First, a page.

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USC-Washington State: What To Watch For


1. USC starting quarterback battle

Neither Cody Kessler (10 for 19, 95 passing yards, one touchdown, one interception) or Max Wittek (5 for 10, 77 passing yards) played well enough in Week 1 at Hawaii to really stand out, and USC coach Lane Kiffin has declined to name a starter publicly in advance of the Pac-12 opener. Multiple media outlets have reported that Kessler will start for the second straight week, while Wittek will also see the field. But will one of them do enough in Week 2 to grab ahold of the starting gig? Jack Follman and Patrick Flower of Pacific Takes both weighed in on the current situation:

Follman: I think that until one of them steps up, they will continue to split time as Kiffin can kind of use these early games as auditions.

Flower: It's unfortunate because I think either QB has the tools to succeed and being annointed "starter" gives you an extra boost of confidence. Kessler or Wiittek would be a serviceable option at this point but neither one distinguished himself over the other. Having two good QBs is a great problem but a decision needs to be made for this team to run at full capacity.

2. USC defense vs. Air Raid

The Trojans new "52" defensive scheme made Taylor Graham's first college start miserable, as they recorded seven sacks and four interceptions. Granted, it was against Hawaii, but the play of Clancy Pendergast's unit was one of the few positives out of Week 1. The Warriors couldn't muster up anything on offense, but tonight, Mike Leach's Air Raid offense will certainly be more of a test for the USC secondary. Washington State quarterback Connor Halliday threw the ball 65 times against Auburn, although three throws proved costly. Can the Trojans' unit up front generate enough pressure on Halliday to force him into the same mistakes? A year ago, the Cougars ranked dead last in the NCAA in sacks given up per game (nearly five per game), and USC could also get a boost up front with Morgan Breslin (a team-best 13 sacks in 2012) possibly returning. But both starting cornerbacks Anthony Brown and Kevon Seymour suffered injuries in Week 1. If they cannot go, who will step up in their absence? Here's more from Follman and Flowers:

Follman: Halliday is a mistake-prone gunslinger, but when he has time he is deadly with his fleet of talented young receivers. The Cougars have about six or seven receivers that can not only get open and catch the ball, but wear down defensive backs because they have to cover them up and down the field the entire game. The Trojans will be really hurting if they don't have quality cornerbacks healthy to rotate in and give guys breathers.

Flowers: The Air Raid will give any secondary fits because the ball is thrown 50 to 70 times a game. If USC accepts the fact that they will be passed on for 300+ yards and focus on eliminating errors in coverage and taking advantage of Halliday's few 'why-did-he-do-that' passes then USC should be good in shape. If I were USC I would focus more on a WSU rushing attack that ran for 120 yards (~90 yards more than last year's average) against a stout Auburn front four. I wouldn't expect a Brown or Seymour absence to greatly effect WSU's final passing numbers because WSU will throw like gangbusters regardless of who starts.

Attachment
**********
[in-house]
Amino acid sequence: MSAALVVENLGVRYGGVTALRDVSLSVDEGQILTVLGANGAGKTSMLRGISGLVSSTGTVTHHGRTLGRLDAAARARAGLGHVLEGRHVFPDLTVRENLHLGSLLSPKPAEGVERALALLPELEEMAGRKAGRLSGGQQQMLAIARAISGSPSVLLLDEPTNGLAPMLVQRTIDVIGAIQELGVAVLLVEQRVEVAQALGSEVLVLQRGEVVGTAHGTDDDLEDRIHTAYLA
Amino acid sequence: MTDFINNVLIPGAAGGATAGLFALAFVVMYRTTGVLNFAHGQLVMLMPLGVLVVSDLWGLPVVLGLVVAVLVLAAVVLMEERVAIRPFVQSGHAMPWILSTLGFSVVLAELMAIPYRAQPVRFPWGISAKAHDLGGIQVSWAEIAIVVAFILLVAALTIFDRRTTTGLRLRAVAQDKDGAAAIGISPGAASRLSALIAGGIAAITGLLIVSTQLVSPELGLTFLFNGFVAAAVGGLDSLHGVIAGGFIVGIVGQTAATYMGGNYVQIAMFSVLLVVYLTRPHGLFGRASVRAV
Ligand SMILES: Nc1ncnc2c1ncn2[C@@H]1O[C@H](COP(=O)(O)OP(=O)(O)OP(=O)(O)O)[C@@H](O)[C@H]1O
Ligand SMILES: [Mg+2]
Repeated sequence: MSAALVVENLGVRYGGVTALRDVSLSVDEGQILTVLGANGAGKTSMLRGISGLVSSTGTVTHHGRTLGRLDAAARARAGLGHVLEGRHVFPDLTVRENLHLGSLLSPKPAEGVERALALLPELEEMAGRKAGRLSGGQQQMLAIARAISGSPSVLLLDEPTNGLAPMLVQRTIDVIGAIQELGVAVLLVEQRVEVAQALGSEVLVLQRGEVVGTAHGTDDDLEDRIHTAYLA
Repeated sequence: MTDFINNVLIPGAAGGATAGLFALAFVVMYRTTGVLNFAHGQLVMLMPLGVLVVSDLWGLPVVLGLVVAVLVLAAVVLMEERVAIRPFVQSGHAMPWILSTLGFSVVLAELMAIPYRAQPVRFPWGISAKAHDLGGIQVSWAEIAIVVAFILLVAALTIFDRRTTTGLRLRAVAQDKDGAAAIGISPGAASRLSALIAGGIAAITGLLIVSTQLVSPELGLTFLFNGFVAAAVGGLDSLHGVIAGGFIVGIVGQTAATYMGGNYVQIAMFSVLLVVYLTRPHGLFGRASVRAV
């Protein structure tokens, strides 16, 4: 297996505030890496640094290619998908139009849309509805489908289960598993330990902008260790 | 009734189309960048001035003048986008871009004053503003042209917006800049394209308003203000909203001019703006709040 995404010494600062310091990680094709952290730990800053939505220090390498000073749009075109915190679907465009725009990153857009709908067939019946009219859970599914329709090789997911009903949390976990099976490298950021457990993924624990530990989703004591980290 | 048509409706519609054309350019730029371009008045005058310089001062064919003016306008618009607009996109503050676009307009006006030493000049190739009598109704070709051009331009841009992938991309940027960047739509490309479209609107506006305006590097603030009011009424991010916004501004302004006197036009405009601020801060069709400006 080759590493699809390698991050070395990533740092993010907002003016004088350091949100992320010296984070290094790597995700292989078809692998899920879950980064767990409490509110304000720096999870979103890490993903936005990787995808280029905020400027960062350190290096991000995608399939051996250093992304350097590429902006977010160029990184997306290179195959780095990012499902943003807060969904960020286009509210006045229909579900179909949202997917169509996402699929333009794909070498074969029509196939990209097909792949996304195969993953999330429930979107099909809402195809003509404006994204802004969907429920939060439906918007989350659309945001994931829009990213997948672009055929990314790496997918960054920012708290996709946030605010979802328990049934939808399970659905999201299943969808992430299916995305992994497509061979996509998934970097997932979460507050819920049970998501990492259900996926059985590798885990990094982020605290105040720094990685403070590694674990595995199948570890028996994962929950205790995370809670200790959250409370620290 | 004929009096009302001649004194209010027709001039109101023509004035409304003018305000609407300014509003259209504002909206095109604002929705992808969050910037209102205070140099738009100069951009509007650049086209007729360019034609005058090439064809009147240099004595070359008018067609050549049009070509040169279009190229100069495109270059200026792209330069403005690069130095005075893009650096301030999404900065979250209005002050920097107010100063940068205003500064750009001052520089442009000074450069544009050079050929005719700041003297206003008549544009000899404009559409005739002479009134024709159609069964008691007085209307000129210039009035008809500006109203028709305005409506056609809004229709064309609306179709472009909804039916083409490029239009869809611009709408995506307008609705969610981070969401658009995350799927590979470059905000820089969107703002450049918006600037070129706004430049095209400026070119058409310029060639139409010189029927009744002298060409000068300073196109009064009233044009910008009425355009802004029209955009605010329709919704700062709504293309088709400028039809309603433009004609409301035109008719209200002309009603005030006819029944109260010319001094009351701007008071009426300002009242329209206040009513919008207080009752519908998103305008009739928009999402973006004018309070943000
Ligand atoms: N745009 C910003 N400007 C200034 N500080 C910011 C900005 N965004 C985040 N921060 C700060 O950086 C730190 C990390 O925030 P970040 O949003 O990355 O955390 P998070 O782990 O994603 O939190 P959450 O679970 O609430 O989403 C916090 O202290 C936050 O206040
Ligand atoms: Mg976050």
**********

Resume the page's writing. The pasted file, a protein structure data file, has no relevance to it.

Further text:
3. Tailback U?

The Trojans utilized both Tre Madden and Justin Davis in the backfield during Week 1, in part because of the absences of Silas Redd and D.J. Morgan. Madden, who missed the entire 2012 season because of a torn ligament in his knee, recorded a game-high 109 rushing yards, while Davis - a true freshman - notched 74 yards via the ground, along with one touchdown. In a Sunday night conference call with select media members, Kiffin praised his two young players:

"I thought that the run game was very efficient, especially for two running backs that had never played running back in a college game ever before," Kiffin said.

Now they face a Washington State defense that allowed 295 rushing yards to Auburn, and more than six yards per carry. Can Madden and Davis duplicate their performance in Week 2? If they can, it will take a lot of the load off of Kessler and Wittek to match Halliday through the air, and allow USC to control the tempo of the game.

The positives in Week 1 for the reigning Biletnikoff Award winner? Lee still topped the century mark in receiving yards despite the uncertainty and struggles behind center for USC. The negatives? Two dropped passes and a lost fumble. Leaving those extra points on the board might not have mattered against Hawaii, but those mistakes against Washington State might be the difference. Last year, the Cougars ranked 100th in the nation out of 124 FBS teams in pass defense. If Lee and whoever is under center can develop a rapport with one another, the better it is for the Trojans' offense.

5. Penalties, penalties, penalties

This was a recurring theme during the 2012-13 season (USC ranked 116th in the nation out of 124 FBS teams), and not much changed in Week 1 at Hawaii as USC was flagged nine times for 75 yards. Part of that can be attributed to a lack of continuity on offense, but numerous other flags came on the defensive side of the ball, whether it be personal fouls or holding calls. There's a lot of time to shore up this issue, but USC can ill afford to keep getting whistled consistently in an area it can control.

USC-Washington State kicks off at 7:30 p.m. PT and will be televised live on the new Fox Sports 1 cable network. You can also listen live on 710 ESPN Radio.

Follow Trevor on Twitter: @Trevor_Wong.